“I have a problem: I love hard. Maybe too hard,” she confesses. Most of us have probably not used our theoretical notions on the broken black family structure as an excuse to remain in dysfunctional relationships, but we were all young and dumb once. We’ve often ignored the signs, the warnings from our friends, the inner-voice urging us to turn away. Love, or the many flawed and fragmented ideas of it, is equally dangerous and redemptive. Without it for ourselves we are lost, without it for our fellow human we are doomed. However, we have to find a balance between loving someone and making excuses for their inadequacies. This, I believe, is the ultimate lesson Souljah risked her vulnerability to share.

“I finally figured out what takes many people a lifetime to discover. I figured out: to love myself, to understand my value and power…”

The road to self-love is a bumpy one full of detours to places most wouldn’t shine a light on, but Souljah bravely illuminated many of her own pit-falls in an attempt to be a beacon for the lost ones she devoted a career to saving. Despite a few questionable sentiments (like homosexuality being a “lifestyle” of choice), which we can only hope have evolved in the twenty years since the publication of the book, Sister Souljah is a brilliant mind and brave soul who readily gave of herself for the progression of those she loved—black people.

Black Herstory short film

In honor of Women’s History month I wanted to create a short film that payed homage to the love, sacrifice, and overall contribution that black women have made since their 4 centuries of being in the Americas.

 

Victorie: A Review

Writing about the history of one’s own family can be tough—especially when you are met with reluctant relatives, scarce material facts, and time’s inevitable erosion of people and memories. But with a few sources and some imagination, Maryse Conde was able to conjure up the story of Victoire, her mestiza grandmother; the matriarch and the genesis of Conde’s lineage. Victorie Quidal was a mixed-race woman born in the French-Caribbean island of Marie-Galante. Her “Australian whiteness” of skin was a visual burden that brought on suspicion and mistrust from her community and lust and deceit from men. Victoire is a woman who, without the ability to read and write, gains the power of communication through her famous and delicious cooking, her devotion to music, and her friend, Anne-Marie, who took her and her daughter, Jeanne, in when Victoire had little options. Knowing where she came from, Victoire was determined to give her daughter the life and the access to education that she never had. Sacrifices were made so that the next woman wouldn’t have to suffer such. These actions were the result of a strenuous relationship between mother and daughter, both locked in their own river of emotions, unable to let flow the love both felt for the other. Through the evolution of Jeanne we witness the evolution of Guadeloupe’s new generation post the generation of emancipation. Jeanne is unable and downright unwilling to understand her mother’s servile attitude and her relationship with Anne-Marie’s husband, Boniface. Jeanne relies on education and conservative emotions. These two women, unable to find a common ground, are forever torn and lost in translation—class, language, beliefs, and generation forever keep them at a severe distance. Through this mixed-race woman’s experience in a colored-obsessed society, Conde attempts to reconstruct the foggy facts of not only Victoire’s life but the lives of those who shaped her and Conde’s family. While I believe this book had all the recipes for an intriguing read:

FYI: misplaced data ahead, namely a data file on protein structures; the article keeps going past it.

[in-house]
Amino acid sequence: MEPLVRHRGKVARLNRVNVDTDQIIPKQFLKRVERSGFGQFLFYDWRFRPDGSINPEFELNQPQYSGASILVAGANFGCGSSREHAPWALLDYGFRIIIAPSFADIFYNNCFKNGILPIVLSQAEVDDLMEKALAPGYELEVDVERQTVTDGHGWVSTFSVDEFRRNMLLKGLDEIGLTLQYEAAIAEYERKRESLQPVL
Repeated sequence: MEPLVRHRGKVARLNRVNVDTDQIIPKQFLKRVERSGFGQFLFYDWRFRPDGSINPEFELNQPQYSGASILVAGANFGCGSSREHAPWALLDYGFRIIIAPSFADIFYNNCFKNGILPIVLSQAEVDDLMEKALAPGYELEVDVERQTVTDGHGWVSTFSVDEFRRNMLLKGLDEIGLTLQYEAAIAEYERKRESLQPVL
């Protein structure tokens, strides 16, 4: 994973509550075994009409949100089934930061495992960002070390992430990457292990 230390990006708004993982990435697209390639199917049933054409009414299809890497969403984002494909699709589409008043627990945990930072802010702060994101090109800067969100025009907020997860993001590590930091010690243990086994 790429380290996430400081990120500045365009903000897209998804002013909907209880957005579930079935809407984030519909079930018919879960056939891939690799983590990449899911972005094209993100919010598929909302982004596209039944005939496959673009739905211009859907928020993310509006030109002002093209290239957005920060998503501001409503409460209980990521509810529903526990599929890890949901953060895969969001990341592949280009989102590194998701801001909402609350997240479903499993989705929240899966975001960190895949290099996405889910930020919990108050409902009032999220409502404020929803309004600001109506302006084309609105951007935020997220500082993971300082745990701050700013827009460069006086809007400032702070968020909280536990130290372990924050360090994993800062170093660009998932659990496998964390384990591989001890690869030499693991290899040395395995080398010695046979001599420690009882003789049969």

• Racism
  • Colorism
  • Sexism
  • Caribbean goth

Conde’s mother even had a familiar relationship with Papa Doc! Jeanne, herself, was the daughter of a fierce activist. Despite the fascinating subjects, I found this novel to fall incredibly short of what it could have been. Victorie is part biography, part history lesson, and part social critique. I found myself to be often jarred from beautiful prose into the opinions and critiques of the author, and where I wish there were more imagination and showing stood over-telling and explanation. In the midst of all that depth is still a vagueness that leaves you desperate for more; more detail, more image, more emotion Conde poses more questions to the reader than she does provide answers or at least an imagined, fictional reconstruction of events. It’s as if she is choosy when applying her imagination; bursting certain situations with it and completely avoiding others. There are wonderful metaphors that could stand without the over-explanation of them that follows. When a book is translated from its original language I’m always hesitant to say I don’t enjoy the text. I believe that there are certain things that just aren’t able to make the translation and so more stiff language is used to replace what I am sure was much more languid and beautiful. As I continue to work on my French, I hope that I can revisit Victoire and Conde’s journey through her family history in the novel’s original language.